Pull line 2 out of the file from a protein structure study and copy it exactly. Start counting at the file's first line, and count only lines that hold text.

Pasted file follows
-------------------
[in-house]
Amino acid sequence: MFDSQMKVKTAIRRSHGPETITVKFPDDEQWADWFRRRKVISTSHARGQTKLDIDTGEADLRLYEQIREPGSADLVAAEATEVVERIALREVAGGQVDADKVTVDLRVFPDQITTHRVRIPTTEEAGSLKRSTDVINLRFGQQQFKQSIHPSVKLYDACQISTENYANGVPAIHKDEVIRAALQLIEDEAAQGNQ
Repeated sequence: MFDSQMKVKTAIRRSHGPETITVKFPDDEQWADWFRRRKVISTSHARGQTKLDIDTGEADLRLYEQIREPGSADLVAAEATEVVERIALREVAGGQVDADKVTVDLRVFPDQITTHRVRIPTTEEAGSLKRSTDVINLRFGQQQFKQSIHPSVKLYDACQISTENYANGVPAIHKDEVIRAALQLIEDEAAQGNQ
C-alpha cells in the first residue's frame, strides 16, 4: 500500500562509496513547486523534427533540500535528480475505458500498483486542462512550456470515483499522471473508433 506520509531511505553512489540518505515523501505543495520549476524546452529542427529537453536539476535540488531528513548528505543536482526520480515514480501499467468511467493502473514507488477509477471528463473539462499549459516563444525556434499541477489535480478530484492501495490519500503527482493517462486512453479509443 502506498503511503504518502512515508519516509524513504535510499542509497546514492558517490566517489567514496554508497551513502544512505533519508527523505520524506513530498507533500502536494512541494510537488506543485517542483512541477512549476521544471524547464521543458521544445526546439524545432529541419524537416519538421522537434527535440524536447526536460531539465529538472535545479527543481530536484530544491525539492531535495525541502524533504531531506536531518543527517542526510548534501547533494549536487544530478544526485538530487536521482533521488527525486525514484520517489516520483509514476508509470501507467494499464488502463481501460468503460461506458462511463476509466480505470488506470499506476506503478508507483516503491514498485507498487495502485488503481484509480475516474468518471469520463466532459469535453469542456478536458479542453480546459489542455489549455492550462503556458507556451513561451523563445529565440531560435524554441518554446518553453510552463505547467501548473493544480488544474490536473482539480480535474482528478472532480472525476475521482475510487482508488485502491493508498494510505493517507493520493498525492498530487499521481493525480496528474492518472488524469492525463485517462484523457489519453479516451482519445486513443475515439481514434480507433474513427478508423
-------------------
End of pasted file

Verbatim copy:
Amino acid sequence: MFDSQMKVKTAIRRSHGPETITVKFPDDEQWADWFRRRKVISTSHARGQTKLDIDTGEADLRLYEQIREPGSADLVAAEATEVVERIALREVAGGQVDADKVTVDLRVFPDQITTHRVRIPTTEEAGSLKRSTDVINLRFGQQQFKQSIHPSVKLYDACQISTENYANGVPAIHKDEVIRAALQLIEDEAAQGNQ